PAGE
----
by John Ellis
I get paid to write, but I’m under no delusion that I am a great writer. Frequently, I’ll read something on the New Yorker, in the Wall Street Journal, or on The Atlantic, not to mention the many books at my fingertips, and think, “That’s beautiful; I could’ve never written that.” And I’m ok with it. Really, I am. I dry my tears with the deposit slips I get from the bank after cashing my paycheck.
My ok-ness with my mediocrity as a writer doesn’t mean that I don’t love and value great writing, though. And I’m always thankful whenever anyone points me in the direction of a beautiful writer who knows how to use words in ways that I don’t. Just today, on Twitter, Charles Murray, the much loved and hated social scientist and writer, introduced me to a writer named Sami Kadah.
Sami Kadah is twenty-five years old and lives with his mom somewhere in the great state of Indiana. According to his bio, Sami enjoys music, philosophy, and science, and he also loves to watch TED Talks. Minus the TED Talks thing, Sami and I have a lot in common, including being writers. Except, unlike me, Sami writes beautiful, stirring poetry that encourages the reader to empathize with someone different than themselves. And, unlike me, Sami Kadah is autistic and non-verbal.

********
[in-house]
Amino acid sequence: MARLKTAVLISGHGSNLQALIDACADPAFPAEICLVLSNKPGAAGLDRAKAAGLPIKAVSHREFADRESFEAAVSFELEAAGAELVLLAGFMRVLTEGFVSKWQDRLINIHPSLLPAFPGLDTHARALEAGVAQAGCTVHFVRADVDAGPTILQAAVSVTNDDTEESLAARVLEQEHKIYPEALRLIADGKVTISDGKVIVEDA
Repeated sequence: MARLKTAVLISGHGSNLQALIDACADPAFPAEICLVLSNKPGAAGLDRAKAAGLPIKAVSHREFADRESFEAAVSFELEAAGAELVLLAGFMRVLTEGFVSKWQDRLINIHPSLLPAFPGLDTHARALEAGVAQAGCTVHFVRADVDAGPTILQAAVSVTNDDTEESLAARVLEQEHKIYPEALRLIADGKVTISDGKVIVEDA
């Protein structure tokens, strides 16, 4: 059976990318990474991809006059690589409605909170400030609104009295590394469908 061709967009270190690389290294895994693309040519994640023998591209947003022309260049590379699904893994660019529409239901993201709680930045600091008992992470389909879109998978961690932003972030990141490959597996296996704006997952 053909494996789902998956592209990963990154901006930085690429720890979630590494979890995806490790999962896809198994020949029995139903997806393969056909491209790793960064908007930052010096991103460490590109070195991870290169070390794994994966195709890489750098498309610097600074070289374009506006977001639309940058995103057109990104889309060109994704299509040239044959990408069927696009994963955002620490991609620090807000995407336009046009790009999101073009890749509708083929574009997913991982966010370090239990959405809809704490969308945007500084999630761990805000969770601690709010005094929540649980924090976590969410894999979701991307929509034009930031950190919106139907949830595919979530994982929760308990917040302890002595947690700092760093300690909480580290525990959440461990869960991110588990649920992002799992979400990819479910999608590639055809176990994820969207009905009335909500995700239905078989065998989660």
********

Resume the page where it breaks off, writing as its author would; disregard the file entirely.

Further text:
He calls his blog “Thoughts From a Room Without Doors” because, in his words, “I called this blog thoughts from a room without doors to symbolize my struggle to become independent. My room does have windows though and I can see them widening as I continue to write.”
I’m going to print one of Sami’s poems. Below that poem, I’m going to include a link to his blog. If you enjoy writing, you should visit his blog. You won’t be sorry.
“Nuber 22” by Sami Kadah
“Today is a court mandated day.
It is what it sounds like.
It is dry, dark and dull.
It is dad’s day.
I don’t like that I want to see him.
It is a compulsion.
Like an addict, I await his arrival.
Air like stone.
Legs like lips.
Pressing emotions to dusty carpets, my legs flirt like the wind to the grass.
He is such a dull man.
No magic, no mysteries, no love.
Like a robot he rationalizes.
If if then is all there is then I dont want to be here.
If equations could describe the transitions between sounds and silences.
My dad is a dull man and I don’t like it, but I need him.”